When looking into solar as a way to reduce your reliance on the grid and energy bills, you’ll want to get the best out of the the system and maximise the energy output of the panels. To be able to do this there are a few factors to consider before installing solar that’ll impact the amount of energy your system will generate.
Things to consider include; Solar Panel Positioning and Your Roof Direction, Your Energy Habits and whether you are Building, Purchasing or Renting.
Solar panel positioning and roof direction
The position and direction of your solar panels can affect how much sunlight they’ll receive and therefore how much energy is generated for your use. First off, avoid having your Solar Panels installed where it could get shaded throughout the day. E.g. near large trees.
If shaded areas are unavoidable, micro-inverters may be a great option for you to discuss with an installer when enquiring about quotes. If your roof allows for a combination of panels placed facing different directions, you can maximise the suns movements throughout the day.
North facing panels
In Australia North facing panels receive the most sun throughout the day.
If North facing panels aren’t an option on your roof it’s not a deal breaker!
You can choose other panel directions based on your high energy consumption times.
East facing panels
Generates more energy in the morning and less in the afternoon (12% less energy than North facing).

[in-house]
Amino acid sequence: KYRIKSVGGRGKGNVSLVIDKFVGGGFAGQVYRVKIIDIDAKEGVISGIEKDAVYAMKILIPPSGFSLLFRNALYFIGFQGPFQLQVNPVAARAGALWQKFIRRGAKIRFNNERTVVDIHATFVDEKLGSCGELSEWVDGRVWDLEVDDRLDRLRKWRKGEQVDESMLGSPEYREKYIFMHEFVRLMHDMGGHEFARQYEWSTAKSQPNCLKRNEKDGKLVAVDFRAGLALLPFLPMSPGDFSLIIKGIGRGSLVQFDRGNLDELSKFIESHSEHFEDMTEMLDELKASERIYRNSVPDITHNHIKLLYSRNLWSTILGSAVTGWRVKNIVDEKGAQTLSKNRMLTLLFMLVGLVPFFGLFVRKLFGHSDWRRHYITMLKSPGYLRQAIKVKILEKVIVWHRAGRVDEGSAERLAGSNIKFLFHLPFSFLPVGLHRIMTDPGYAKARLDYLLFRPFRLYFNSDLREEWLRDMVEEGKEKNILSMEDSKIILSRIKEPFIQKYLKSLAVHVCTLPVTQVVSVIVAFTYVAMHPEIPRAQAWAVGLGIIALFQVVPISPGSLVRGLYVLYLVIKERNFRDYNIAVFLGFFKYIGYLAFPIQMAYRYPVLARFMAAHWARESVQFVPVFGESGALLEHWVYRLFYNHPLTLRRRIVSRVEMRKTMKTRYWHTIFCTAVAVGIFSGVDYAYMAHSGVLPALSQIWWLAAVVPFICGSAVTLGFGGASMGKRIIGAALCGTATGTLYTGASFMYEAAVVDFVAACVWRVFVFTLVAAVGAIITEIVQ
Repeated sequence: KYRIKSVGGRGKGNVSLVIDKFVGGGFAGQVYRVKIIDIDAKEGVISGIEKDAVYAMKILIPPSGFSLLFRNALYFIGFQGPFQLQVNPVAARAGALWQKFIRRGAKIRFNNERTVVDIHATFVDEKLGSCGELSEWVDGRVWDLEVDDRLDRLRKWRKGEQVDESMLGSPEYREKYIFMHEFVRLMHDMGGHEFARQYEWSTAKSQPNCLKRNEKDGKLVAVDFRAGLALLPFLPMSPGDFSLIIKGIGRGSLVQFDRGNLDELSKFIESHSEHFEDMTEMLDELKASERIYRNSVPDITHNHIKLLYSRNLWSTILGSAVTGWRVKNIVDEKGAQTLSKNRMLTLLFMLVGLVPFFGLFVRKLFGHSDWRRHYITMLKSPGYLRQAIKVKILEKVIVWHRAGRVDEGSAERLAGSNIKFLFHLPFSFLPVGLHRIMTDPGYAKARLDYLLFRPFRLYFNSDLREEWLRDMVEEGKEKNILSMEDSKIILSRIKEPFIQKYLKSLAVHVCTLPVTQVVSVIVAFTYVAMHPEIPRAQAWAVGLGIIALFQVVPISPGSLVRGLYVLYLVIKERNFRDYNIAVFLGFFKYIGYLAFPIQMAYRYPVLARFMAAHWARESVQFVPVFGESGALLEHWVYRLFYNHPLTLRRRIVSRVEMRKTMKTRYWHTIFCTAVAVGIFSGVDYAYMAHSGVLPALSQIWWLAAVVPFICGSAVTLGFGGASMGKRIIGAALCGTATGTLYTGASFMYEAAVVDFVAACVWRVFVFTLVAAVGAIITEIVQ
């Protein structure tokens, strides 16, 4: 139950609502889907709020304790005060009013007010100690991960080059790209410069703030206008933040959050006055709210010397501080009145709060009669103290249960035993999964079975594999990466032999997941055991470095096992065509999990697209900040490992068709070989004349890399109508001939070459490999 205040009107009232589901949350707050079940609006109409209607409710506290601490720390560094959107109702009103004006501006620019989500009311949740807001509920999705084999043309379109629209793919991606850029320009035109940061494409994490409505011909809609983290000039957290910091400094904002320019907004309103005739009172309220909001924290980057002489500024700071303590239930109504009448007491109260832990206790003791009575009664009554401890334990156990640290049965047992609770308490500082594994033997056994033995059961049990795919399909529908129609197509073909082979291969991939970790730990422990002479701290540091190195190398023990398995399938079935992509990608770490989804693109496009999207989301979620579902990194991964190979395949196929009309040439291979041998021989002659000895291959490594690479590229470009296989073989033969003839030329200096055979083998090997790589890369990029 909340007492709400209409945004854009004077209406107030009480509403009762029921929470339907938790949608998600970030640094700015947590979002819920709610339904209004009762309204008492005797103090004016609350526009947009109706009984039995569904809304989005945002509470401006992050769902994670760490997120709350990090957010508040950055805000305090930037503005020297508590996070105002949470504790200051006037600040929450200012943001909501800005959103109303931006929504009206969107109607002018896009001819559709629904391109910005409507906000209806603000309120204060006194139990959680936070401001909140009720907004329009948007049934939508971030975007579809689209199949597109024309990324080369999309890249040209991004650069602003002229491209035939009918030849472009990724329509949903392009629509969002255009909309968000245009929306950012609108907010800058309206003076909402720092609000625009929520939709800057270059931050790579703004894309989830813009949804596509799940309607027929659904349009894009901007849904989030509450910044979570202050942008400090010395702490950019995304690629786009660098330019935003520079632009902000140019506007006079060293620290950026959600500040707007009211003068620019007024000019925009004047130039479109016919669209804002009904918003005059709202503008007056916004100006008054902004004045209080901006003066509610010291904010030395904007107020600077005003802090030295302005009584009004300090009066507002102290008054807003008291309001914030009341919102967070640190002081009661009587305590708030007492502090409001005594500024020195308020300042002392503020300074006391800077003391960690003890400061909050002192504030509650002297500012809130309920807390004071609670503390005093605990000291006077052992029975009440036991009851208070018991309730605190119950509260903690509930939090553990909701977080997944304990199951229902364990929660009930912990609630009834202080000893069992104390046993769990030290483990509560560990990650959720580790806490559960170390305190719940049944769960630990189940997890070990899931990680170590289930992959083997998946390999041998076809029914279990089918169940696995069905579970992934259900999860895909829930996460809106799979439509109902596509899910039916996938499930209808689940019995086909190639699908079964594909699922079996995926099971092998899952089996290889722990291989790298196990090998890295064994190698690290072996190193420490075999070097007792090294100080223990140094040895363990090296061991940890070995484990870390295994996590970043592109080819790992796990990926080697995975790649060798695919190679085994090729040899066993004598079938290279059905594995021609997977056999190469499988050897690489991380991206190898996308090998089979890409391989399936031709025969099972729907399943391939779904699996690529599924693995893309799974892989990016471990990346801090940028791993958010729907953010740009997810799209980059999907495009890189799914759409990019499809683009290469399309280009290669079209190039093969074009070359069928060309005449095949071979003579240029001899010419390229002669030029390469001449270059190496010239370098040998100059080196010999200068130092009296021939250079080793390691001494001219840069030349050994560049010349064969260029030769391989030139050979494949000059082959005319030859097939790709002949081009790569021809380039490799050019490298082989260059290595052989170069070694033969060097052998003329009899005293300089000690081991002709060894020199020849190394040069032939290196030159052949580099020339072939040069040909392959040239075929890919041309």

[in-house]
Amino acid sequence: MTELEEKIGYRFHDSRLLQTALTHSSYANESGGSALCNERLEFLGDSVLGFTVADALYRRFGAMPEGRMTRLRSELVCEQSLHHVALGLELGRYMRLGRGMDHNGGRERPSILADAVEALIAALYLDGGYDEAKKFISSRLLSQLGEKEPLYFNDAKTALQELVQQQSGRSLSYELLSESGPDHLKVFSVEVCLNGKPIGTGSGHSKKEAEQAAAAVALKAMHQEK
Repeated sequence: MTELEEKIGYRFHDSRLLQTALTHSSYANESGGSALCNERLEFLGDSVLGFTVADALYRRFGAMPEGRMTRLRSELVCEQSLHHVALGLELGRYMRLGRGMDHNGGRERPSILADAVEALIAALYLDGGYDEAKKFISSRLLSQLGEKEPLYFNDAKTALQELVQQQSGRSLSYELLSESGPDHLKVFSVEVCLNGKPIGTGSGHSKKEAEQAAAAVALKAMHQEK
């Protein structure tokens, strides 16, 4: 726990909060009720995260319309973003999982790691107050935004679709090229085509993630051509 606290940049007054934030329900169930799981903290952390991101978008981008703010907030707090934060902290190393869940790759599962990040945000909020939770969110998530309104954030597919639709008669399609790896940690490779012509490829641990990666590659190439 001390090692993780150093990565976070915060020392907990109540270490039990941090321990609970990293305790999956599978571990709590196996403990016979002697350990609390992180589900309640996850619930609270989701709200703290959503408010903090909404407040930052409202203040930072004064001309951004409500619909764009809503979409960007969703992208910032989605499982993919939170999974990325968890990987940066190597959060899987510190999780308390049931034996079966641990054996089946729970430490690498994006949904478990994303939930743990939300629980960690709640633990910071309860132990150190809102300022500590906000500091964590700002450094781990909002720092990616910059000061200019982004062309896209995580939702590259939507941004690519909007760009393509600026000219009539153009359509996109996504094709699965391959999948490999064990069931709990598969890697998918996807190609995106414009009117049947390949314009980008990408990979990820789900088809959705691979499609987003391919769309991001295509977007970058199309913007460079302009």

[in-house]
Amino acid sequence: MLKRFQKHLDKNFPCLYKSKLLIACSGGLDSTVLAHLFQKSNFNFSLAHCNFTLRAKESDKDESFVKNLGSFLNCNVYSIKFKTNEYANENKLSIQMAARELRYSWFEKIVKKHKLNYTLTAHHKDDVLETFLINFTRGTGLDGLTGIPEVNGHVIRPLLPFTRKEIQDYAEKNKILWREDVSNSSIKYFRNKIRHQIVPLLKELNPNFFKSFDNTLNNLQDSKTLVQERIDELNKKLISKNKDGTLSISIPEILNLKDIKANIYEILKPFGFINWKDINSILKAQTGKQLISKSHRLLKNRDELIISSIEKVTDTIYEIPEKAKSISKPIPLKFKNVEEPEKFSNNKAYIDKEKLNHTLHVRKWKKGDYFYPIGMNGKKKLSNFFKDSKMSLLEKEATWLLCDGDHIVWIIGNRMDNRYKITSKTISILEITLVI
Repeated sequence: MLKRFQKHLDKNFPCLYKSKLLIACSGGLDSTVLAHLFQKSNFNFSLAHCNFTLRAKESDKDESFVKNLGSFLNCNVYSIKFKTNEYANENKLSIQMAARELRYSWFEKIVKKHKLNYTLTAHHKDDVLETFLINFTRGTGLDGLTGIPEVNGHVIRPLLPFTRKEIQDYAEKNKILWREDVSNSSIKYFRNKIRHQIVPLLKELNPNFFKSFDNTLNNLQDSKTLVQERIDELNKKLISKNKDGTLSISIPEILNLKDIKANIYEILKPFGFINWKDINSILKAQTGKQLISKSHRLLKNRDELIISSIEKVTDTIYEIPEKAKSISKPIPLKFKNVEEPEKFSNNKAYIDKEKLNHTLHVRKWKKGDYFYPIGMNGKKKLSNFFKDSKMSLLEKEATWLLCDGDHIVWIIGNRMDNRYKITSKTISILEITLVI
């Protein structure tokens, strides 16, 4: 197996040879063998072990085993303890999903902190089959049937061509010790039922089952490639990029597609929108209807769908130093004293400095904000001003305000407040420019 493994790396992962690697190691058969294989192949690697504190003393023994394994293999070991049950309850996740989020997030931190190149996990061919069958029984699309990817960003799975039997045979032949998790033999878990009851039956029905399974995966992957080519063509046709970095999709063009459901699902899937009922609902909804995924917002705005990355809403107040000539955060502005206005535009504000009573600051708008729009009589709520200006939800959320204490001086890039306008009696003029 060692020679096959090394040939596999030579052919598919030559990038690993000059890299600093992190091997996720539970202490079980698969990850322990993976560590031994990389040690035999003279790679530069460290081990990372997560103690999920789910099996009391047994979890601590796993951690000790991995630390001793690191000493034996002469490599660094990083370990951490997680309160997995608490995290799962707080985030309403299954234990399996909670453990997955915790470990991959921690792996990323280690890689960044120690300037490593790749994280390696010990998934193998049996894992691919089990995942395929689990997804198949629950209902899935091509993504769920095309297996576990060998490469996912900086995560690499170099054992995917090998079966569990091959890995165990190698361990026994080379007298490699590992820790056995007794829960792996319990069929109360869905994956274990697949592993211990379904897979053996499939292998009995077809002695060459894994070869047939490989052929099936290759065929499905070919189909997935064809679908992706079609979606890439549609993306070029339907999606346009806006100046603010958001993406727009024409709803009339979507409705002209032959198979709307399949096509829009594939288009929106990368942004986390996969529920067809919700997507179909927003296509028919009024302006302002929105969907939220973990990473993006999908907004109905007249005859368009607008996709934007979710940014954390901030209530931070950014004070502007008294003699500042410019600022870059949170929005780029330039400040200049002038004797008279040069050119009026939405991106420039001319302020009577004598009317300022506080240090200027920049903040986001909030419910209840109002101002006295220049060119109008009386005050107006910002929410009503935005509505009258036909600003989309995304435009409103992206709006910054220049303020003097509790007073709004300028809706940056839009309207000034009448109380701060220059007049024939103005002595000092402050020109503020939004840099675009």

West facing panels
Generates less energy in the morning but more in the afternoon (12% less energy than North facing).
South facing panels
Avoid where possible as south facing panels can generate up to 28% less energy than North.
Your energy habits
To maximise your potential solar savings those installing solar will need to adjust their energy habits and shift the majority of their energy usage to during daylight hours, whilst the solar panels are generating energy. See below on ways you can do this as well as other tips that will assist in maximising your solar savings.
Get on top of your appliance use
Use more energy during daylight hours, whilst your solar panels are generating energy by:
- Using rechargeable appliances so you can charge during the day and use at night e.g. cordless vacuum
- Setting timers on appliances, so they run during the day e.g. washing machine
- Having less appliances on at the same time e.g. run the dishwasher after the washing machine has finished
- Turning appliances off at the wall when not in use, as the standby mode still uses energy
- Wash clothes in cold water
- Check the seal on your fridge door, if its faulty your fridge will be using more energy to stay cool
Switching to LED lighting in your home, and sensor lights outside
Investing in a slow cooker! Not only will you make some delicious dishes, but you will be optimising the energy during the day and avoiding the use of an electric stove, which are high energy consuming!
Heating and cooling
- Air conditioner and heater- while the suns still out, set your aircon or heater on timers, to bring your home to your desired temperature and then switch it off at night
- Use fans instead of air conditioning